[…] One major innovation we’re really excited about is UberPOOL. […] And not only is it much less expensive than taking a cab or owning a car, it has the potential to be as affordable as taking a subway, or a bus, or other means of transportation. And that’s what we believe is the real game-changer. Those are the things we’ll be working on in years to come.


Silence speaks volumes. Last week, the following tidbit made waves after Tesla’s latest investor call.

Musk was reportedly asked about a partnership with Uber and waited six seconds to respond.
“I don’t think I should, uh, answer it,” Mashable reported him as saying during an earnings call.
The news comes after Steve Jurvetson, an Uber board member, said that CEO Travis Kalanick would buy 500,000 autonomous cars from Tesla if the company made them by 2020.

Now, this could mean they will collaborate. It could also mean they won’t. After all, the field is packed and seems to be taking an everyone-for-themselves approach. It’s jut as likely Musk’s silence was speaking toward the possibility of Tesla applying their self-driving cars to their own shot at MTaaS.

As per autoblog.com:

Jonas then queried Elon Musk as to whether he saw supplying vehicles to ride-sharing companies as a good business opportunity or whether Tesla might just “cut out the middle man and sell on-demand electric mobility services directly from the company on its own platform?”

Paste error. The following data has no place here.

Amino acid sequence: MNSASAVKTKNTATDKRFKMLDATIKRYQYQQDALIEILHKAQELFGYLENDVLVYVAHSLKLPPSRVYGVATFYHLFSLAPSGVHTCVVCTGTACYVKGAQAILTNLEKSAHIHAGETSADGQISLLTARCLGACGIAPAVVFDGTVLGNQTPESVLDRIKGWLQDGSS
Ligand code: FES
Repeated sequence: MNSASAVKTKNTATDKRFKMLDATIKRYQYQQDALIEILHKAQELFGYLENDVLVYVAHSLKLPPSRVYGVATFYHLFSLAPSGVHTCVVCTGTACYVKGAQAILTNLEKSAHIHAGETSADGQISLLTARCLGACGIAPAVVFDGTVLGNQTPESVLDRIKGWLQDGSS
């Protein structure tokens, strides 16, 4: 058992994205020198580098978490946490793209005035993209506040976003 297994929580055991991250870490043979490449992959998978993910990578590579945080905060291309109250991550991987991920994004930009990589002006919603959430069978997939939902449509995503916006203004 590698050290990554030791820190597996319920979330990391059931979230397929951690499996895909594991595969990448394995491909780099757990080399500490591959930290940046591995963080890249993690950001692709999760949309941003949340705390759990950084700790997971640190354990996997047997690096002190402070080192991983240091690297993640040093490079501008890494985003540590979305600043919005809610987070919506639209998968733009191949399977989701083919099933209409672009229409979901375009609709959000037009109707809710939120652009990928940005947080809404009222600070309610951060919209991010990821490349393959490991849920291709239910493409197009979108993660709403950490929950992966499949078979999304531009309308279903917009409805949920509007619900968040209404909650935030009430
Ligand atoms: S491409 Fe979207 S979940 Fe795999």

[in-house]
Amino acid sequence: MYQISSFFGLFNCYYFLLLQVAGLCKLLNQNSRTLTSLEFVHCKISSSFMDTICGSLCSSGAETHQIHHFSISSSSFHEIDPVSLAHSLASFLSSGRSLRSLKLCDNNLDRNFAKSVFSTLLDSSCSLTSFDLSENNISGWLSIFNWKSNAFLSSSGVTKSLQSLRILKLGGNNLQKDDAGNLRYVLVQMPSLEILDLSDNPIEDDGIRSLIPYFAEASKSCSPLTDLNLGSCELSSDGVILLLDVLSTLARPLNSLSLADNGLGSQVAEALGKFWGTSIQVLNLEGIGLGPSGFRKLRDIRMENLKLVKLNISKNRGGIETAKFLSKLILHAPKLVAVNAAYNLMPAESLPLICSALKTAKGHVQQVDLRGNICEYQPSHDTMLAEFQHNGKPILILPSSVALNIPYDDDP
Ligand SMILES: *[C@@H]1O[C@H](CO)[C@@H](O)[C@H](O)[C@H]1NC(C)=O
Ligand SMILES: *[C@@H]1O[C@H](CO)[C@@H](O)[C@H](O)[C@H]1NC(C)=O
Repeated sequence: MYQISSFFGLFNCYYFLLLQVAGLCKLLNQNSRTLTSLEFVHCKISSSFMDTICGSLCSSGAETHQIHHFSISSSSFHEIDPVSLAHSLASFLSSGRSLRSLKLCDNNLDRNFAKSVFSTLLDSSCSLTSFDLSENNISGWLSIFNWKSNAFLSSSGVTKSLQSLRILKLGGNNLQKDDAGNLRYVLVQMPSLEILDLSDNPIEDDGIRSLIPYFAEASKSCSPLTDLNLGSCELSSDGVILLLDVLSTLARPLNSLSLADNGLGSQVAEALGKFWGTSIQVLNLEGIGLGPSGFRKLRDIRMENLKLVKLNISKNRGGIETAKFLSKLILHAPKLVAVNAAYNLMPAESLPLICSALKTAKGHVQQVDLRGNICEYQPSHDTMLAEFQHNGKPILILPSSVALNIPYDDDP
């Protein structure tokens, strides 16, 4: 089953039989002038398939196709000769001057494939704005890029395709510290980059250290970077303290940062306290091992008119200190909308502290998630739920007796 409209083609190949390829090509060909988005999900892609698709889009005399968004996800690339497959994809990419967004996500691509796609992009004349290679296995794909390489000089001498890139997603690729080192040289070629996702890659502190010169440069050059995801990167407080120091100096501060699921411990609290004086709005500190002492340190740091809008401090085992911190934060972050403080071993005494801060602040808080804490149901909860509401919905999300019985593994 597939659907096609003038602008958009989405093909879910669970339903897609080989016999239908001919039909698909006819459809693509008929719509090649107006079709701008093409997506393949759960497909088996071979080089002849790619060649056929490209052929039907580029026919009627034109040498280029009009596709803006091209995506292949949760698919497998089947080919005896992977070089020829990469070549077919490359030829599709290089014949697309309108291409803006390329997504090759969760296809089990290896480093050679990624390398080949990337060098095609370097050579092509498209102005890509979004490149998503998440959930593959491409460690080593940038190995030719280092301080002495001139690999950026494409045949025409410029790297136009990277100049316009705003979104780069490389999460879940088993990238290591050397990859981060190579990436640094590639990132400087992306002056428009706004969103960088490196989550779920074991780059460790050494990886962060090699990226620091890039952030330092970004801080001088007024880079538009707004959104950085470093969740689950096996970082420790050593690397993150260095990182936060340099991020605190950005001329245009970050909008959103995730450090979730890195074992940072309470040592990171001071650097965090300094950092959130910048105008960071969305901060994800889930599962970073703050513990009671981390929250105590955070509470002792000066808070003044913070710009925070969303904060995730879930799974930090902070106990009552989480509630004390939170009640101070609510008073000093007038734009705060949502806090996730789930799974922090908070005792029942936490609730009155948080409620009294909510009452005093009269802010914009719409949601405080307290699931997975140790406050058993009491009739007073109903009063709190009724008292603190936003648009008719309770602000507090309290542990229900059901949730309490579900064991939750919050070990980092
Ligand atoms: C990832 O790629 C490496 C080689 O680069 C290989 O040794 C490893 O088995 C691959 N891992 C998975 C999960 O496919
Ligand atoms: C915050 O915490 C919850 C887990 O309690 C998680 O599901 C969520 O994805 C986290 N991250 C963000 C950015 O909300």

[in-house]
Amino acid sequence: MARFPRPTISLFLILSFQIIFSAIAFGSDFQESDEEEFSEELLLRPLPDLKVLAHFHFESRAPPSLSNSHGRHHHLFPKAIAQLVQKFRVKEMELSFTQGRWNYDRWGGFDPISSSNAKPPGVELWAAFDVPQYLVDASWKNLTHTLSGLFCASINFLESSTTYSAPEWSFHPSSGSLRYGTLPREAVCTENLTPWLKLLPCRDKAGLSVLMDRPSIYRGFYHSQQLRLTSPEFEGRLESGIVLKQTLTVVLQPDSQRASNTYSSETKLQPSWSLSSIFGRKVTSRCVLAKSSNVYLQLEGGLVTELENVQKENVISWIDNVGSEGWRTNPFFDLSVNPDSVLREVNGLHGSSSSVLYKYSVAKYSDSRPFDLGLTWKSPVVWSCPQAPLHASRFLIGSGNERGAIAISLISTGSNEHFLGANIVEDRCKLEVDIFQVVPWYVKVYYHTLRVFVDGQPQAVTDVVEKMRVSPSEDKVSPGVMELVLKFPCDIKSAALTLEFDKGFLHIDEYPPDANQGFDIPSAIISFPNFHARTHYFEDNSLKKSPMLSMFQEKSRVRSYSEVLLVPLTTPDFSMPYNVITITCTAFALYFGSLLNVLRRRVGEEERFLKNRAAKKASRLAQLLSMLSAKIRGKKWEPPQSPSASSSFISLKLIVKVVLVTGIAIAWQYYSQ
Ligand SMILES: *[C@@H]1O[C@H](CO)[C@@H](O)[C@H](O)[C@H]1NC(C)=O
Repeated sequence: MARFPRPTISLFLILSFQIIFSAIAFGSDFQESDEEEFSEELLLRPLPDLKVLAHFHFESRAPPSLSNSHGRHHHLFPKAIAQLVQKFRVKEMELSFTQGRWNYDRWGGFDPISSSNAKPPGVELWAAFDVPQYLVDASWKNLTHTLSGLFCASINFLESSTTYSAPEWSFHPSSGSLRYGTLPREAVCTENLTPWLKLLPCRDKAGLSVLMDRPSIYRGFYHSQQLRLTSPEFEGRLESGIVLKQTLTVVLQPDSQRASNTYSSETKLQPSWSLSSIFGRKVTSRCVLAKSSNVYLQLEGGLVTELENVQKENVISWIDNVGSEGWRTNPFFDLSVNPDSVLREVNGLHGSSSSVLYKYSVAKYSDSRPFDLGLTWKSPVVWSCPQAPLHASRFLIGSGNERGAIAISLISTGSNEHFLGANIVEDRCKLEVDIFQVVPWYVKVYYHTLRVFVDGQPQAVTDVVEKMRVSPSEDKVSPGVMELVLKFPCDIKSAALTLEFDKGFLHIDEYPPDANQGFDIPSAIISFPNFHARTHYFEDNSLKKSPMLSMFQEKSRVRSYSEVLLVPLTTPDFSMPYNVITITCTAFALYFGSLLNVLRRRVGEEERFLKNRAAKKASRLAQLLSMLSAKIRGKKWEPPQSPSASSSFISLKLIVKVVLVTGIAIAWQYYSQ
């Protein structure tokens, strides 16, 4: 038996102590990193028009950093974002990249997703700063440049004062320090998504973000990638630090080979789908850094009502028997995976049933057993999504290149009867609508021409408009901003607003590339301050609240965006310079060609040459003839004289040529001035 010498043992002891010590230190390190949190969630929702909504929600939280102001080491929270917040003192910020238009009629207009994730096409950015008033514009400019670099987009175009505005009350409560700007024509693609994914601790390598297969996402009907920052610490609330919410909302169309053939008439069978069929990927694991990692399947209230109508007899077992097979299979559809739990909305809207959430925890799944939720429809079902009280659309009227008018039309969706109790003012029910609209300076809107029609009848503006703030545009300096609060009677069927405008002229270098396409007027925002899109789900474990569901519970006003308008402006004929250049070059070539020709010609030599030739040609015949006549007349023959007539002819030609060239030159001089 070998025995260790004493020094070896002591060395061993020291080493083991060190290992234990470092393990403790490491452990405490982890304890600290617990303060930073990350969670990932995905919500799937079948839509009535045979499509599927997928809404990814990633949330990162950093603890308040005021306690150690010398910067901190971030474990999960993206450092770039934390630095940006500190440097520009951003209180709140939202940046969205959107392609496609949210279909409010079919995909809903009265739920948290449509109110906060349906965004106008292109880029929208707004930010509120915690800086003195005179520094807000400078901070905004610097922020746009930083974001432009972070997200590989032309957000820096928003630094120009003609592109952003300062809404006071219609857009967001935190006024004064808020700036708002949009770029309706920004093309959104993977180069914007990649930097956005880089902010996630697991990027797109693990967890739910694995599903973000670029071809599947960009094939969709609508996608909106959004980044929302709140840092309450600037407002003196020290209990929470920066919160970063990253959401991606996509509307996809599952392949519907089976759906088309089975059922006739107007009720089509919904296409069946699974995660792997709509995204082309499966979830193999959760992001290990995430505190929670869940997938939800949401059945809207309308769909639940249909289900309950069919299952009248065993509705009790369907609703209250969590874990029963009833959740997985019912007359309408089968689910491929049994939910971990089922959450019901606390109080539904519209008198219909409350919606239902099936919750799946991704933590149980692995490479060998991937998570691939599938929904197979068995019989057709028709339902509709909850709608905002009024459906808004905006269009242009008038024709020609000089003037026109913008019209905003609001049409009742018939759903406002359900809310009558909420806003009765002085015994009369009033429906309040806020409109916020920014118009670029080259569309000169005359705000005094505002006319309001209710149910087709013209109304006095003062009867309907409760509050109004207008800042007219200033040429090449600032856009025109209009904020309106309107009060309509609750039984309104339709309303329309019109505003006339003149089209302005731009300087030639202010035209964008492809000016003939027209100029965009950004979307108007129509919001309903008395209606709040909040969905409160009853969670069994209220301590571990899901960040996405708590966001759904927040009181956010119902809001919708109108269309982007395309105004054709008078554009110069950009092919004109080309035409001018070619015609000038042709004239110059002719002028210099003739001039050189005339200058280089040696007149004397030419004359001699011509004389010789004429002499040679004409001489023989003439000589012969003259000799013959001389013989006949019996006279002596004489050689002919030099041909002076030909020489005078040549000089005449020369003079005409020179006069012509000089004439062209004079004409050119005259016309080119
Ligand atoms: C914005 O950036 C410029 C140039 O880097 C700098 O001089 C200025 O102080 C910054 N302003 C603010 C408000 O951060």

After a four-second pause, Musk responded with, “That’s an insightful question,”

Now, setting aside the hilarious over-analysis on the length of Musk’s pauses in speech, these are quite telling signs, one way or another.

Uber seems to be hedging its bets regardless, recently acquiring 100 Microsoft mapping engineers and “unknown assets” from Bing, Google’s mapping competitor. Add to this Google’s own well-publicized driverless car efforts, and now their opening of Sidewalk Labs, aiming to “fix broken cities”. And this all goes without mentioning Apple’s disruptive potential, with their all-but-assured entry into the automaker ring around the corner.

The truth is we don’t know who is going to deliver automated Mass Transit as a Service, but with the above data points we can be confident it’s going to happen, and Uber is in pole-position. When it does, it will likely spread to every corner, and become the modern equivalent of an official private-public transit-taxi hybrid… only automated, yours with the tap of a button, and very likely cheaper than many of the transit options at our disposal today. Sounds pretty good, doesn’t it?

Hasbro’s surprisingly prescient 2009 title “Monopoly Free Parking: The Toppling Taxi Game”

Taxi drivers and politicians can squabble over insurance and the application of pre-modern-technology rules, but they would be wise to think more broadly and longer term of the sea change just ahead. They are clutching at roles that, try as they might, are just not cutting it for increasingly gridlocked populaces.

There is no debating that sharing economy companies need to adequately cover the well-being of their users, both directly and in the event of accidents. Uber and its like, afterall, are directly soliciting and enabling people to do specific things in the real world. For the most part, however, much of the vitriol is not against these growing pains, it is against change in general.

Ultimately, however, as is proven time and time again, from social justice to industry, the best-suited solution inevitably takes hold. Transit, public and private, is no exception to the rule. The future is coming, whether politicians or “official taxis” like it or not. It’s just a question of time. My bet’s on 2022.